In the 1st part, we saw how India’s national oil companies are deploying various financial measures to battle the low crude price regime. But mere finance cannot help these companies remain fit. Financial measures must be backed up by appropriate technical and managerial moves.
Hence, in this part we will see the technical measures that can be put in place by ONGC & OIL.
I. Technical Measures
1. Increase spending on remedial well operations: With the fall in subsidy burden, the government has opened up lot of opportunities for public sector players to explore. The added room for expenditure and relative advantage against private players must be utilized immediately to broaden the market share and increase the crude oil production.
The focus globally is maximum production with minimum costs. Service providers and suppliers are scrounging for live orders, creating a buyers’ market. In India, PSUs have been strategically mandated to invest in capex. ONGC is rolling out mega re-development projects off the ageing western offshore fields, as well as the ambitious integrated development plans for eastern offshore deep-water fields. Implementing these high-value projects within the limited window is critical.
Due to the falling oil prices, lot of service companies and drilling companies are offering services and equipment at record low rates. It is high time that both public sector companies make complete use of this disguised opportunity and put the funds saved from subsidy into such operations that can help revive their brownfields. These investments may reduce the profit margin, but will be extremely beneficial for the companies in long-term. When the prices will recover, these companies will come out far stronger than ever and will regain the footing in India’s oil market, similar to what they held in the pre-NELP era.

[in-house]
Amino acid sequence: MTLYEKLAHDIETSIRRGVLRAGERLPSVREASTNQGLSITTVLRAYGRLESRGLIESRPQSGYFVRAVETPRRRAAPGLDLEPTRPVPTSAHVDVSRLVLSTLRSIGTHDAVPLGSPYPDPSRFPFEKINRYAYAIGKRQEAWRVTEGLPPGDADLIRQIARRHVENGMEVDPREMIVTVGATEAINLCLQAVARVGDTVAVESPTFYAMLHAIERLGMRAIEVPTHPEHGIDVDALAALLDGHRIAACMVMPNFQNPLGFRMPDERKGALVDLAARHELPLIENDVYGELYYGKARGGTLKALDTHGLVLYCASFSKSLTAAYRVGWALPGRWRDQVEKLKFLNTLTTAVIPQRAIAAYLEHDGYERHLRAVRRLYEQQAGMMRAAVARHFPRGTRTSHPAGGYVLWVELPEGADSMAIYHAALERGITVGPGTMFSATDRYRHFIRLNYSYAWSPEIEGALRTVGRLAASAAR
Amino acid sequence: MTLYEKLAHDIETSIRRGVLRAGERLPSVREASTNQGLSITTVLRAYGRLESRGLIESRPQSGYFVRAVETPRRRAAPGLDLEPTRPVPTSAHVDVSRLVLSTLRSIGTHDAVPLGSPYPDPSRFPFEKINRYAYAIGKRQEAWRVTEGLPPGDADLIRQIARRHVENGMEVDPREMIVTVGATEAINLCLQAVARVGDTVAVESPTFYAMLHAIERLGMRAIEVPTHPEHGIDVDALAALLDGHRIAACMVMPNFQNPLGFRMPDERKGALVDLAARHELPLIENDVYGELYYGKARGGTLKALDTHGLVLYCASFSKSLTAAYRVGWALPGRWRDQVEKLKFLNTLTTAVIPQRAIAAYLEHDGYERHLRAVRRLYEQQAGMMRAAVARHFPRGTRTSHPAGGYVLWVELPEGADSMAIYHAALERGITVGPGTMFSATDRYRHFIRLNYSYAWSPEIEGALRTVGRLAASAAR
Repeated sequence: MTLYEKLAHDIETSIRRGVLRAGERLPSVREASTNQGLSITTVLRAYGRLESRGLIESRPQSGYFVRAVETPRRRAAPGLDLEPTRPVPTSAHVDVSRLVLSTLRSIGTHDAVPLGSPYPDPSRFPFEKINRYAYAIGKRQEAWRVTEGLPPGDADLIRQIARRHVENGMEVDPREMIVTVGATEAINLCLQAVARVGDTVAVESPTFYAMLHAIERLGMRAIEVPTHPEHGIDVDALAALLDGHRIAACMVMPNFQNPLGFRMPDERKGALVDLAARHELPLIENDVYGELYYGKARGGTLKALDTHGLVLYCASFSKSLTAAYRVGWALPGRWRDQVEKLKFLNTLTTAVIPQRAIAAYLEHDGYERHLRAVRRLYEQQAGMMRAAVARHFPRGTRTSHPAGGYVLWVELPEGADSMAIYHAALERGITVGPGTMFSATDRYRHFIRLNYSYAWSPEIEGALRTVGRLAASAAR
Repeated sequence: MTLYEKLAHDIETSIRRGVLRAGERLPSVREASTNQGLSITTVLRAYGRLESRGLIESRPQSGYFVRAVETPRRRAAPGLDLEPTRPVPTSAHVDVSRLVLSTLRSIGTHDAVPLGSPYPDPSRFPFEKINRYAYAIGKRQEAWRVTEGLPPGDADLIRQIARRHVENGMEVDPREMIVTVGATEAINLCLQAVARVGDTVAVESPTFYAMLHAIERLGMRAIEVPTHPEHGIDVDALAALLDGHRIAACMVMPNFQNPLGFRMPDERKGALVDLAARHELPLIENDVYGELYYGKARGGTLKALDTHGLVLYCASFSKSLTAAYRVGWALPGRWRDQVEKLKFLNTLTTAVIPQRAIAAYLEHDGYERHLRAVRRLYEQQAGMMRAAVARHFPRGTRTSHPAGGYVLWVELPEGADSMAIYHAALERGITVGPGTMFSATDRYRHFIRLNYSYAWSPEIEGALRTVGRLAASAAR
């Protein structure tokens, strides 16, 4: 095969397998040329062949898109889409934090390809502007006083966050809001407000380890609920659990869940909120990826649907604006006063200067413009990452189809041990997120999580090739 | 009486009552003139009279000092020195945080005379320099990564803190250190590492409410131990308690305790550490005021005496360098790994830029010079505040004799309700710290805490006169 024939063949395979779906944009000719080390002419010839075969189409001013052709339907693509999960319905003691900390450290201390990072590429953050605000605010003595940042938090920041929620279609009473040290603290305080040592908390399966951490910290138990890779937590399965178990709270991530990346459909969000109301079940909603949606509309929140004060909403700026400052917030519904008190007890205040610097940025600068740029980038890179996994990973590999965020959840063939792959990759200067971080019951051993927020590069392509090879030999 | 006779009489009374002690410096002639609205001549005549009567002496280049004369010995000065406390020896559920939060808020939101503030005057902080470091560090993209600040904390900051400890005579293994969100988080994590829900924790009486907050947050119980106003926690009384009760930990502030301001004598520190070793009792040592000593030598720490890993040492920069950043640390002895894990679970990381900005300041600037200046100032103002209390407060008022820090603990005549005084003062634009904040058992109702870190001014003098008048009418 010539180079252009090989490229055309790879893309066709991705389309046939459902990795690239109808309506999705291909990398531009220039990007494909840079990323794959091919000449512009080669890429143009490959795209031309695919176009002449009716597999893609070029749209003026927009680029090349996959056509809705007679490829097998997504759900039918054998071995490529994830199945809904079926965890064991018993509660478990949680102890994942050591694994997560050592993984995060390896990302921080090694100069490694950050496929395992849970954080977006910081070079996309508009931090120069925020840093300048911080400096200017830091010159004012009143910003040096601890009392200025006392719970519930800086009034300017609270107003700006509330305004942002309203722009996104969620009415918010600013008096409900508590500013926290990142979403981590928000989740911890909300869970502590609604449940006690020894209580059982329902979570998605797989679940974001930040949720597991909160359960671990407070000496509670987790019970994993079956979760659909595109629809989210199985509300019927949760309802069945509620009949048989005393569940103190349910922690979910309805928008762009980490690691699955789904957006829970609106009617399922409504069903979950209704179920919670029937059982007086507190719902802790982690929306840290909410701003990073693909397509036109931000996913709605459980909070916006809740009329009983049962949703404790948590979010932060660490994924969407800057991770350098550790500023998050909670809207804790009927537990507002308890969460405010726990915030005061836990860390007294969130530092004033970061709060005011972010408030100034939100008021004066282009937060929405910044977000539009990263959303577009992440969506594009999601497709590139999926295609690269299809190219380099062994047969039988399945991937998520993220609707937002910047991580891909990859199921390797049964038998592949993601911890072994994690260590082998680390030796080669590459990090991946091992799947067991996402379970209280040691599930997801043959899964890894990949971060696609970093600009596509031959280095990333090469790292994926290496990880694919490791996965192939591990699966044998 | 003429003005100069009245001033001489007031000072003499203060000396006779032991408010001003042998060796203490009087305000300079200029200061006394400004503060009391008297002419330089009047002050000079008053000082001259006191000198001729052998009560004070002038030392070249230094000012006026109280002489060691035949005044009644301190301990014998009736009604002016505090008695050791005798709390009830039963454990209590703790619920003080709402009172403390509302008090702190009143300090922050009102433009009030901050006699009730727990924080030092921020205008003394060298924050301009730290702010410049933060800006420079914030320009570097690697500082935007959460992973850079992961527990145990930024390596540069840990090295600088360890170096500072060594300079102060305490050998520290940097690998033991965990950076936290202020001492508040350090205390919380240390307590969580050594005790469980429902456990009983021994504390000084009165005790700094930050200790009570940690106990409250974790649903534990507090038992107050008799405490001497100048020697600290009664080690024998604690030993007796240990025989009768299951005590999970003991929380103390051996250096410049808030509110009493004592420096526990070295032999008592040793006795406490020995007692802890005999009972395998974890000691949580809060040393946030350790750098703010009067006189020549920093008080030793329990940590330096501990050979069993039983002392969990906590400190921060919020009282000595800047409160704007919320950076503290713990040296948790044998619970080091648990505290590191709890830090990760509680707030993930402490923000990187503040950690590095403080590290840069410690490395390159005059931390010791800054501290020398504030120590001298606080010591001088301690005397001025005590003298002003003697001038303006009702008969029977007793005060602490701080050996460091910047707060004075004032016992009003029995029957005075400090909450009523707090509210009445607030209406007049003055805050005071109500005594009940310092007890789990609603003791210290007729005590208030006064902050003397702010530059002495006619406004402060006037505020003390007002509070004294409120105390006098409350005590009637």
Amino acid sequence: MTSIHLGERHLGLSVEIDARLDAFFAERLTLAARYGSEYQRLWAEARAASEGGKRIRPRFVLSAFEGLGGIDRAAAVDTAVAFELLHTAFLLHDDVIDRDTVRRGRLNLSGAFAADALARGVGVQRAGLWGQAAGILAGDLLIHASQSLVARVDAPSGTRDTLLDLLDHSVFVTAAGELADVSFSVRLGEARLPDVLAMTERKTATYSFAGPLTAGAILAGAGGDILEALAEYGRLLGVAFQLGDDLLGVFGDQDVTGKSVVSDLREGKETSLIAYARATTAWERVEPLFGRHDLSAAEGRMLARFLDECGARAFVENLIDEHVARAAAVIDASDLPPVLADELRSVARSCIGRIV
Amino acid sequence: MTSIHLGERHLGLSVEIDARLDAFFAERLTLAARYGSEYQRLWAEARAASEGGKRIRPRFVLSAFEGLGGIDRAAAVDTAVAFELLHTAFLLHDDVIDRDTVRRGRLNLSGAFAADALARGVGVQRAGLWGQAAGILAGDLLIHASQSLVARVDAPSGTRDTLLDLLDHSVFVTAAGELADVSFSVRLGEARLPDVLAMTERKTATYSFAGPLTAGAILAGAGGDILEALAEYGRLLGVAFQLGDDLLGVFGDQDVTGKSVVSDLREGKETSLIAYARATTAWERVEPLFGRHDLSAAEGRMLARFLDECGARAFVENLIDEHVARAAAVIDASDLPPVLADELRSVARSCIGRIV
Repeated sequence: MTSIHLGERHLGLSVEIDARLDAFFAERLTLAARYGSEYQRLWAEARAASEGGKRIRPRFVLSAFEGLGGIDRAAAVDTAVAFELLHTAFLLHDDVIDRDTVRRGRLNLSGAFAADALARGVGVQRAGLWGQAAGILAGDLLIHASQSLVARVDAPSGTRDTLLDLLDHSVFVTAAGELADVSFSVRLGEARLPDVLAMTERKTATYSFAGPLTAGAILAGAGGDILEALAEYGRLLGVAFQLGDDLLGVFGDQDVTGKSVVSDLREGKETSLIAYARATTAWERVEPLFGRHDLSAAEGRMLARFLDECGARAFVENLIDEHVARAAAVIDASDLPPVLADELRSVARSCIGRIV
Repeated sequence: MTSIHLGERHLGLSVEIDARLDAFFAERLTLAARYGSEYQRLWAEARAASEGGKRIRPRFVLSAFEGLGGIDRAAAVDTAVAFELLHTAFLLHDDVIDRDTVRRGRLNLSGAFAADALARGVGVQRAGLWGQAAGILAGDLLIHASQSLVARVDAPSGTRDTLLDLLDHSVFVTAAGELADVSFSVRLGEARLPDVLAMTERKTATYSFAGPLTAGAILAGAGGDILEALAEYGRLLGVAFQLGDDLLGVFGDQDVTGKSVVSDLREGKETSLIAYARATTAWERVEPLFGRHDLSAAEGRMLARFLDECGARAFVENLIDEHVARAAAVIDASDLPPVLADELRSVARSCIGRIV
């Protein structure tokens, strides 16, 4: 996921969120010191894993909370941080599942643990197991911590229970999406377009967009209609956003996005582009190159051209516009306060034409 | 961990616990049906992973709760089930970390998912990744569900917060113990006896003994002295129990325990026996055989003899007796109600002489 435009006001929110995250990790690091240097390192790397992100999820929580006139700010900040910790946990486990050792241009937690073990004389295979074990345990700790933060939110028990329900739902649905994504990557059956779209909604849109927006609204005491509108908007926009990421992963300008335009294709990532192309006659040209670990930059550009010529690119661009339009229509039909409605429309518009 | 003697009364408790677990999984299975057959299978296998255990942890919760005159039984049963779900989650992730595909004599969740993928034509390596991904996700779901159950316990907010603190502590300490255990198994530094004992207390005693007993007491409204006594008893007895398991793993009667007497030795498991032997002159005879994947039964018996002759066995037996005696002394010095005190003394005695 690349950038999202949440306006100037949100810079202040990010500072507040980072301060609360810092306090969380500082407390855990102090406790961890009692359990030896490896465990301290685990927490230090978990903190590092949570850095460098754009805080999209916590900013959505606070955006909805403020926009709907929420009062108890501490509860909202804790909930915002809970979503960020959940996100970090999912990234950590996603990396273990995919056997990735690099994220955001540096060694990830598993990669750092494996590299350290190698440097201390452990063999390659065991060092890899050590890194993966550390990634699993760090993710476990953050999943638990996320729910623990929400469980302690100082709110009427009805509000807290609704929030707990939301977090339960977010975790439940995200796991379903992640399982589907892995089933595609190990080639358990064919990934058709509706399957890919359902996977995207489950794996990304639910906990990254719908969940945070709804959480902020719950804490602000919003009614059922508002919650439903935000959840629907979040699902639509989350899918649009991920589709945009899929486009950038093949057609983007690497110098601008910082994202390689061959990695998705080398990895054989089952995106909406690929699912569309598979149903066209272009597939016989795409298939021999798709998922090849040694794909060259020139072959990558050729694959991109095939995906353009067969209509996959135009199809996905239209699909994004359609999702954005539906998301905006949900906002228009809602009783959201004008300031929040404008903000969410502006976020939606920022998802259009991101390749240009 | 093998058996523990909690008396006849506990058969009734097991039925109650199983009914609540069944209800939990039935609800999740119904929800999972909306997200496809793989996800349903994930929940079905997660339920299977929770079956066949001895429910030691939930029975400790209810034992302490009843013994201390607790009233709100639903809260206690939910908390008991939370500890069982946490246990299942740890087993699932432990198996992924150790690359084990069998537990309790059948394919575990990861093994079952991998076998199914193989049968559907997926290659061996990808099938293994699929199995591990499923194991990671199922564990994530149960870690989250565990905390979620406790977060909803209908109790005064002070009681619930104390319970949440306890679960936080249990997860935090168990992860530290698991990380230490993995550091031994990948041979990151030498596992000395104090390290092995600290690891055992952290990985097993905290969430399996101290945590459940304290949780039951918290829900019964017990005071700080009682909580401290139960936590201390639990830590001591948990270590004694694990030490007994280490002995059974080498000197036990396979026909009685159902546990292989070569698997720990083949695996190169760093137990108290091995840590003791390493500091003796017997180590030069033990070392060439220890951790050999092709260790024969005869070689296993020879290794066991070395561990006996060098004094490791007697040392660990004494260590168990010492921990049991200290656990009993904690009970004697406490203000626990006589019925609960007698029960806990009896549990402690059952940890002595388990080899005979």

2. Increase operational efficiency: From the above charts, it is quite clear that the working capital and operating profit margins continue to fall. Despite the reduced cost of inventory and services, it has been difficult for these giant companies to maintain profit margin levels. This is mainly because they operate old and mature fields and it is extremely difficult to raise production rates from these fields. That makes preventing revenues from falling a challenging job.
But companies can attempt to increase operational efficiency. These can be done through variety of ways:
i. Review of old contracts: Lot of existing contracts might have been approved three to four years ago at relatively higher rates, since then the price scenario was in a healthy state. However, now when the prices have taken a downward plunge and because lots of contractor companies are striving for revenues, renewals of contracts at lower rates are carried out.
ii. Austerity measures: Public sector companies must understand that unlike private players, they have limited options for cost cutting. Hence, they must try to implement austerity measures in corporate offices, facilities and urge their employees to follow the route until the price revives.
iii. Purchase v/s. repair analysis: More than half of the facilities and equipment owned by these companies are many years old. Lot of these require repair and revamping. However, due to the reduced efficiency of internally repaired equipment, the companies have suffered in past. In a time, when new inventory is available at reduced cost, companies should look to purchase products and services from outside than to repair or revamp its old equipment. Also, they must simultaneously reduce old inventory to reduce the inventory turnover ratio.
iv. More focus on onshore assets: Naturally, onshore assets involve lesser per barrel expenditure than its offshore counterparts. A large part of assets (70% for ONGC and nearly 100% for OIL) are in onshore. Companies should strongly focus on these assets as they can be made more efficient at a lower expenditure.
3. Increase well stimulation and workover operations: When oil wells fall sick or when they don’t deliver the expected production rates, certain remedial operations like workover and well stimulation are performed to revive these wells. Currently, this is the best time to take these jobs to record-breaking heights. These operations are relatively far cheaper than drilling operations and involve fewer risks. These operations can help companies to gain more out of their brownfields. Moreover, costs of these operations have also fallen in the last five years. Thus, net effectively these operations can bring more money out of the investment than they did few years ago.